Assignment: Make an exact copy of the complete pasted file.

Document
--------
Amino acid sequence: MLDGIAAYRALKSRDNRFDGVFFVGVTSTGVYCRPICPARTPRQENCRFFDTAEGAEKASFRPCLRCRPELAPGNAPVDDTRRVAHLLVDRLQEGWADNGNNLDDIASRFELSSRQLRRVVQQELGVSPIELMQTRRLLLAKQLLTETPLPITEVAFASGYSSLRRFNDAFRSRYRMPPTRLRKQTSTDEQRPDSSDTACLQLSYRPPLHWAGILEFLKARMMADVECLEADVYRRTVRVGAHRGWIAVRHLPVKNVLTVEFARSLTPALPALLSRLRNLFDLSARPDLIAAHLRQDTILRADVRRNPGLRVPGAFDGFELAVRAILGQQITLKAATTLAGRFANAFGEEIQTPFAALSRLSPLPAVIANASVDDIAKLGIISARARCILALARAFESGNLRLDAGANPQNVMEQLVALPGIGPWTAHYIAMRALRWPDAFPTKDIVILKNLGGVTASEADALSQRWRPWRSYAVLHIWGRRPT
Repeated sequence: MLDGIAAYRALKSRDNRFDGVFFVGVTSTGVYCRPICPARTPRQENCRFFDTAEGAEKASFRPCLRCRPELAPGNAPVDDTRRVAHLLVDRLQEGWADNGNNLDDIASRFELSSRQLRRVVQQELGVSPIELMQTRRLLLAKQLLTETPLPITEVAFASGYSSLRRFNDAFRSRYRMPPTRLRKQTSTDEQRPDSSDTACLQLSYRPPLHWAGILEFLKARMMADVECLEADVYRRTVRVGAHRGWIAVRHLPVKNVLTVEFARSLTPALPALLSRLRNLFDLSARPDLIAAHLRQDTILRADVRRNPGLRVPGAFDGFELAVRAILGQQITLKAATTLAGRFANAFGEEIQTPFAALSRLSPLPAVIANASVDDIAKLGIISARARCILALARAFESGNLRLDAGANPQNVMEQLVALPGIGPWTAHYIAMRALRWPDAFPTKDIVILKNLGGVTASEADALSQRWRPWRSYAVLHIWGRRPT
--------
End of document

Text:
Amino acid sequence: MLDGIAAYRALKSRDNRFDGVFFVGVTSTGVYCRPICPARTPRQENCRFFDTAEGAEKASFRPCLRCRPELAPGNAPVDDTRRVAHLLVDRLQEGWADNGNNLDDIASRFELSSRQLRRVVQQELGVSPIELMQTRRLLLAKQLLTETPLPITEVAFASGYSSLRRFNDAFRSRYRMPPTRLRKQTSTDEQRPDSSDTACLQLSYRPPLHWAGILEFLKARMMADVECLEADVYRRTVRVGAHRGWIAVRHLPVKNVLTVEFARSLTPALPALLSRLRNLFDLSARPDLIAAHLRQDTILRADVRRNPGLRVPGAFDGFELAVRAILGQQITLKAATTLAGRFANAFGEEIQTPFAALSRLSPLPAVIANASVDDIAKLGIISARARCILALARAFESGNLRLDAGANPQNVMEQLVALPGIGPWTAHYIAMRALRWPDAFPTKDIVILKNLGGVTASEADALSQRWRPWRSYAVLHIWGRRPT
Repeated sequence: MLDGIAAYRALKSRDNRFDGVFFVGVTSTGVYCRPICPARTPRQENCRFFDTAEGAEKASFRPCLRCRPELAPGNAPVDDTRRVAHLLVDRLQEGWADNGNNLDDIASRFELSSRQLRRVVQQELGVSPIELMQTRRLLLAKQLLTETPLPITEVAFASGYSSLRRFNDAFRSRYRMPPTRLRKQTSTDEQRPDSSDTACLQLSYRPPLHWAGILEFLKARMMADVECLEADVYRRTVRVGAHRGWIAVRHLPVKNVLTVEFARSLTPALPALLSRLRNLFDLSARPDLIAAHLRQDTILRADVRRNPGLRVPGAFDGFELAVRAILGQQITLKAATTLAGRFANAFGEEIQTPFAALSRLSPLPAVIANASVDDIAKLGIISARARCILALARAFESGNLRLDAGANPQNVMEQLVALPGIGPWTAHYIAMRALRWPDAFPTKDIVILKNLGGVTASEADALSQRWRPWRSYAVLHIWGRRPT